Goodbye to another year of disruption. This has not been a year of a return to normal, new or old, but instead has been the advent of a transitional world, nuanced and fragmented. In 2022, businesses will face this new world alone.
Geopolitical risk is back, but it never really went away. The US, China and the EU are redefining not just what they stand for, but where and how they stand for it. The rest of the world will have to keep up. For businesses, geopolitics will shape the opportunities and risks at play on every front. Understand, monitor and manage geopolitical risk more carefully than you have for decades.
The top security risk for business in the year ahead comes from the global rise of dysfunctional, vulnerable and fragile states and, thanks to the pandemic, their diminished capacity to absorb and manage external shocks and internal challenges. The pandemic both caused and exposed political and institutional fragility. We saw this as much in the prosperous global North as in the South. With governance and geopolitical tensions putting the world’s economy at risk, businesses will be left largely on their own.
Failure to prepare adequately for cyber threats in 2022 will have potentially terminal consequences. The nation-state – one of the most important lines of defence against cyber-threat actors – is failing to deter aggressive behaviour, as hostile cyber-capabilities proliferate. Around the world, states and cyber-criminals are working together, and more than they have in the past. This disruptive power falls on an even wider attack surface of a rapidly digitalising world. Private sector, fend for yourself.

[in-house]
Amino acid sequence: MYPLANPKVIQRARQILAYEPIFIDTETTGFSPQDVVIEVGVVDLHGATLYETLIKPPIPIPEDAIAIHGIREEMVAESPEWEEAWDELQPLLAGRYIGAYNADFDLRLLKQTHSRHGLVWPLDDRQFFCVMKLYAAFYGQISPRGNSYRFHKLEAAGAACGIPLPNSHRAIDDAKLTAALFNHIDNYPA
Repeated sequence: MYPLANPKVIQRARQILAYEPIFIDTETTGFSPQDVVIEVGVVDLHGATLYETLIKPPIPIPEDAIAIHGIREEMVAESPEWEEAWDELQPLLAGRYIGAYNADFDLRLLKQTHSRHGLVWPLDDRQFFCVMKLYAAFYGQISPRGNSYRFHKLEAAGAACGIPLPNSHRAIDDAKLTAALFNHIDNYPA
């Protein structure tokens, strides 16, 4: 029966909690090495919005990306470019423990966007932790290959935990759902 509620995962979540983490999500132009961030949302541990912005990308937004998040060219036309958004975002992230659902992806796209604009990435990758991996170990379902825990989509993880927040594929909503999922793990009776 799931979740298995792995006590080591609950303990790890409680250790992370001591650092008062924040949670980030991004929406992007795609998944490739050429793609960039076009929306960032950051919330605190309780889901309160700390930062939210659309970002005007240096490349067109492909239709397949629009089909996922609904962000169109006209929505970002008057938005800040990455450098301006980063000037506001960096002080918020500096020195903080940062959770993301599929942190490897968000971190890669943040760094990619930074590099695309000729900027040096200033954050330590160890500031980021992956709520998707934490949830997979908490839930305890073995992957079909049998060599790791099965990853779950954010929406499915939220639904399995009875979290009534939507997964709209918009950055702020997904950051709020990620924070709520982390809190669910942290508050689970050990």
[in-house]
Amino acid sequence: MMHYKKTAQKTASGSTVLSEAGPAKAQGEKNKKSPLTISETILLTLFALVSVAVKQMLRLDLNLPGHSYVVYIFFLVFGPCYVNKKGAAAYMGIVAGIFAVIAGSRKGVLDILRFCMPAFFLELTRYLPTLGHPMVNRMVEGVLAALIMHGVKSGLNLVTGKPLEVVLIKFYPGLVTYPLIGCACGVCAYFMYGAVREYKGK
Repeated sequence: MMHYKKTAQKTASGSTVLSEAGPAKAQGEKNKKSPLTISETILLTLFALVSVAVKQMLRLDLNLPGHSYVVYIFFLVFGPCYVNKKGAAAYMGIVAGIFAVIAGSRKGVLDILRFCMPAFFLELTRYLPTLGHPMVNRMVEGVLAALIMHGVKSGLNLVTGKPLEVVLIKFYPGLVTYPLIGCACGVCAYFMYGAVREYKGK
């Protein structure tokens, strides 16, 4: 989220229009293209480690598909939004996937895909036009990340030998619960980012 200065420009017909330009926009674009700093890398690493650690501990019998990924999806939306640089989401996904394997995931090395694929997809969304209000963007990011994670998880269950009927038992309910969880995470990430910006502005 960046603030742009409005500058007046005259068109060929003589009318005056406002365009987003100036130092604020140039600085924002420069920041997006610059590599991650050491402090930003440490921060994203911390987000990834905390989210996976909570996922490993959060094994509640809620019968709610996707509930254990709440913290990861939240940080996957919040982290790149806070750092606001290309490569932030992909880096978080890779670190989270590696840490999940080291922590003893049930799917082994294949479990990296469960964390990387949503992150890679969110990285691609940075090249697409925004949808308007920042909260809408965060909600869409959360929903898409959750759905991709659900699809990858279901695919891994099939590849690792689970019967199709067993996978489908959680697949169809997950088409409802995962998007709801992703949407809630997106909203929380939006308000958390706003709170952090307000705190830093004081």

The Taliban’s takeover of Afghanistan and the COVID-19 pandemic will shape terrorism in the year to come and beyond. These two developments pose different kinds of threats, but both make for an increasingly diverse threat landscape. The pandemic aggravated the grievances and divisions which drive violent extremism and weaken government counter-terrorism capabilities. Afghanistan risks becoming a safe haven for internationally minded terrorist groups. It is unclear if the Taliban can or will control them.
Natural hazards caused by climate change are the main operational risk for 2022. Too many organisations respond event by event. Climate-driven operational risk must now be at the heart of any effective, long-term risk mitigation strategy. In many cases, your business’ survival will depend on it: 2022 is the time to adapt, gain competitive advantage, survive and even try to thrive.
This year the risks of a misstep around environmental, social and governance (ESG) issues will grow as pressure to score big on sustainability metrics run into stronger regulation and activism. Being caught out by activists is one thing, being hit by the Securities and Exchange Commission is quite another. Don’t focus on the E at the expense of S and G: this is where the biggest risk lurks. For global investors and companies making their net-zero pledges, overlooking the full scope of ESG issues will risk turn offsetting into something more like offloading.
See the Control Risks RiskMap 2022 here.